Swipe to see more innovations >>
Craft beer brand makes recipes public
OPEN SOURCE your processes and knowledge, and you can take the lead in transforming eco-standards in your industry.
In February 2020 craft beer brand BrewDog announced six initiatives intended to make the company more ethical and sustainable. Among them are plans to make public everything the company knows about beer, including recipes, brewing standards, and sustainability and accountability reports. BrewDog say they hope that sharing this information with competitors will help the entire industry move towards more sustainable practices.
Open source washing machine keeps microplastics out of oceans
Want to get all out on this trend? OPEN SOURCE a transformative innovation.
August 2019 saw Turkey-based home appliance manufacturer Arçelik announce the release of a washing machine that can help prevent microplastics from reaching the oceans. According to the company, the machine uses a filter that captures 90% of the one million tiny plastic fibers that are released per load of laundry. These fibers end up in water systems and are potentially ingested by marine life and people. Arçelik plans to open source its filter technology to allow its use by other brands.
Twitter to develop open source protocols for decentralized social platforms
Can you run an OSS initiative around a key issue in your industry?
Twitter CEO Jack Dorsey announced in December 2019 that the company would fund research to develop new open source, decentralized standards for social media. The longterm goal is to empower users to create their own decentralized social networks, which would follow the open-source standards when it comes to moderation of hate speech, advertising, and other issues.
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Band refuses to tour due to environmental impact
Being a CODE BREAKER can mean disrupting a core part of your offering in the name of sustainability...
November 2019 saw UK-based rock music band Coldplay announce they would not tour their new album, Everyday Life, due to environmental concerns. Instead, Coldplay live streamed two 30-minute concerts on YouTube from Amman, Jordan, at sunrise and sunset. A week after their broadcast, the concerts had been viewed more than 15 million times. In addition, the band played a gig at London’s Natural History Museum; proceeds went to an environmental law nonprofit.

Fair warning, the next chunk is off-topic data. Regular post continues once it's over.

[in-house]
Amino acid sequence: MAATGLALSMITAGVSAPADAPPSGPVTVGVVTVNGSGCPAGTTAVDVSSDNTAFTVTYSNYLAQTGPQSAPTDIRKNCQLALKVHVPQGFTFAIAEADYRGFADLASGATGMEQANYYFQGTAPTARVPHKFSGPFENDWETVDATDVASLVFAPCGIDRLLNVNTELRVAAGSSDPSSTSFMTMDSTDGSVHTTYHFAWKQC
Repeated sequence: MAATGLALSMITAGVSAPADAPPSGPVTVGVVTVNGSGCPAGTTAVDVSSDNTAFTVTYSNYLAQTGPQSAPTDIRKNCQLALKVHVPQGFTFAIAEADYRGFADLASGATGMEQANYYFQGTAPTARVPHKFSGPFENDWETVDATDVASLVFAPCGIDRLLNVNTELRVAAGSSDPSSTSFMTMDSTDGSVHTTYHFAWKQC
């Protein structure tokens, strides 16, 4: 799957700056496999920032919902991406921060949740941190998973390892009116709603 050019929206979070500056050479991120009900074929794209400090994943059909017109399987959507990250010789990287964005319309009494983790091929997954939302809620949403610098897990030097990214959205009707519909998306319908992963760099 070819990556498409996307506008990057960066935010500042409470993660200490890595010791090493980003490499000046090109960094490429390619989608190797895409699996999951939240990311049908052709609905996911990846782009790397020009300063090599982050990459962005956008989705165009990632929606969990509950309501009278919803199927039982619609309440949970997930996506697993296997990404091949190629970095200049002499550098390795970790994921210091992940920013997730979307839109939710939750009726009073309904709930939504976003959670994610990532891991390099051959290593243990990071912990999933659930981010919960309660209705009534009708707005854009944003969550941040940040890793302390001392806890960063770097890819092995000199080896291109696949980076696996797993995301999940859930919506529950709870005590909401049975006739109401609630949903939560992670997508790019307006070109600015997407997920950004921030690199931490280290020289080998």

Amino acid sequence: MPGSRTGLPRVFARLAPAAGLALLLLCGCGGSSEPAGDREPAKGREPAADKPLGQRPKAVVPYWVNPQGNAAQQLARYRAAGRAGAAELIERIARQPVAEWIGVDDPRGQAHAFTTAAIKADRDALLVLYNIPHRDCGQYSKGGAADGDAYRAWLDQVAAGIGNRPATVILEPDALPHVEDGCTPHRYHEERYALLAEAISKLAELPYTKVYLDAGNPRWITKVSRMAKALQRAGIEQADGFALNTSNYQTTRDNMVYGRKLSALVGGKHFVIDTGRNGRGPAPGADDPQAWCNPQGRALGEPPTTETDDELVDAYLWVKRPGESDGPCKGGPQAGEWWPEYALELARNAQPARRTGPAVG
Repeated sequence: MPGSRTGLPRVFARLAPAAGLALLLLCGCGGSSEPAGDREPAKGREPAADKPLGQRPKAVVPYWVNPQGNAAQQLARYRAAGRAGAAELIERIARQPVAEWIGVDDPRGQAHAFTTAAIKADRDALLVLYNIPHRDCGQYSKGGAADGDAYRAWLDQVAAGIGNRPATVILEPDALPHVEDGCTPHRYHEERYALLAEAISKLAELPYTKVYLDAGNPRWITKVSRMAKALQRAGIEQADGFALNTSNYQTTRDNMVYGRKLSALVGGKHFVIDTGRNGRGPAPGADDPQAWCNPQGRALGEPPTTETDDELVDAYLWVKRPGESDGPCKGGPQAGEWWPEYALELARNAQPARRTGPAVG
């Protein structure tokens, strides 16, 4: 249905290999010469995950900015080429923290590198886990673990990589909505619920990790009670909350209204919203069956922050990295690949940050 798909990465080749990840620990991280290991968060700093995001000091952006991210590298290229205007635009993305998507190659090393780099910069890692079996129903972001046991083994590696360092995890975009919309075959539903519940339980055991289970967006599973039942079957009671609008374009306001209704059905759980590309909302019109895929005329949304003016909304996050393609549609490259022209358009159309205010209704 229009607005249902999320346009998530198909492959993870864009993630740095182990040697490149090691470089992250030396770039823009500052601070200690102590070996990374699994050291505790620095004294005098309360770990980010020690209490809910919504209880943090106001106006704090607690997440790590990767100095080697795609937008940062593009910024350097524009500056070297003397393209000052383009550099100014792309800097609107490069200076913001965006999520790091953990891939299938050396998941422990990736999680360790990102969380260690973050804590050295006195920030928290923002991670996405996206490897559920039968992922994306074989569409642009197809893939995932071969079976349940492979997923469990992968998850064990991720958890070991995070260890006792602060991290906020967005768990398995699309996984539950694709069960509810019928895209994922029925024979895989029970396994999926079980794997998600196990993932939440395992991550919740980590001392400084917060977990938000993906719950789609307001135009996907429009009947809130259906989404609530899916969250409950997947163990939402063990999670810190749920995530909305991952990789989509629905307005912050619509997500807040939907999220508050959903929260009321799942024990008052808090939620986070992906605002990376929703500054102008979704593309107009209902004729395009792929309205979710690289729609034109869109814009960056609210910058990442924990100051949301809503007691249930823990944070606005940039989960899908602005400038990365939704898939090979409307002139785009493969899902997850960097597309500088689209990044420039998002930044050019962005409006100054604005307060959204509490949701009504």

Swipe to see more innovations >>
Vogue Italia —
Fashion magazine publishes edition with no photoshoots
A fashion magazine has to feature fashion photoshoots...or does it?
The January 2020 issue of Vogue Italia didn’t feature any photoshoots. Instead, editor-in-chief Emanuele Farneti commissioned eight artists to create illustrated covers depicting models wearing outfits from fashion house Gucci. It is the first time in the magazine’s 55-year history that it has featured no fashion photography. The move was a bid to highlight the environmental impact of fashion photoshoots, which often require air travel. The money saved was donated to the restoration of the flooddamaged Fondazione Querini Stampalia in Venice.
New store will have no parking spaces
Sometimes breaking a CODE means making new demands of customers, too.
January 2020 saw IKEA begin construction on a new seven-story store in Vienna that will have no car park. Shoppers will be expected to arrive on foot or by public transportation, with large items to be delivered to people’s homes from a nearby logistics center. The Vienna store will also feature a rooftop park that will be open to the public even when the store is closed. The park will be home to over 160 trees, and the top two floors of the building will host the Accor hostel-hotel hybrid concept JO&JOE, in addition to other communal spaces.
Airline encourages passengers to fly less often
Remember Patagonia’s ‘Do Not Buy This Jacket’? Now, Dutch airline KLM is making a similar play...
The Fly Responsibly campaign, launched by KLM Royal Dutch Airlines in June 2019, asked passengers to reconsider whether they needed to fly. A video also asked travelers to travel light, and to offset flight-related CO2 emissions. In September 2019, KLM announced it would replace one of its five daily flights between Brussels and Amsterdam with seats on a high-speed rail service. Effective from March 2020, the scheme is a partnership with train operator Thalys and NS Dutch Railways.
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Three trends reshaping the future of purpose. Three opportunities to do good in the world – and prove to consumers that you get it 🚀
This moment should be the beginning of a journey, not the end of one. Now is the time to act.
If you a lone operator or a super-nimble startup: get to work! Absorb these trends, apply, innovate, partner if necessary – and make change happen.
For others: we know the journey may not be so fast. If you’re inside a big brand, the first step can be to start a movement for change inside your organization. Use this report as fuel. Take it back to your team – and your higher-ups – and challenge them: how do we respond to rising expectations that brands do more than only make a profit?
For those of you who want to take this further – we’ll see you at our upcoming event on The Future of Purpose. You’ll hear more about these trends – plus an additional five! – and then get to work in an interactive Trend-Driven Innovation workshop, to turn them into powerful new ideas for your organization.
Meanwhile, be sure to check out our sister company Business of Purpose, where you can join a global community of purpose-driven professionals, and find resources to supercharge your journey.
Purpose is truly the coming trend of all trends. And this is the decade to make it happen. To all those who are, or will be, part of that story: we salute you!
This Trend Briefing has many hands on it. A huge thanks to the team that pulled this together with such positivity and enthusiasm, especially: Vicky Kim and Nikki Ritmeijer (for design!), and also Maxwell Luthy, Vicki Loomes, Henry Mason and Lisa Feierstein. THANK YOU!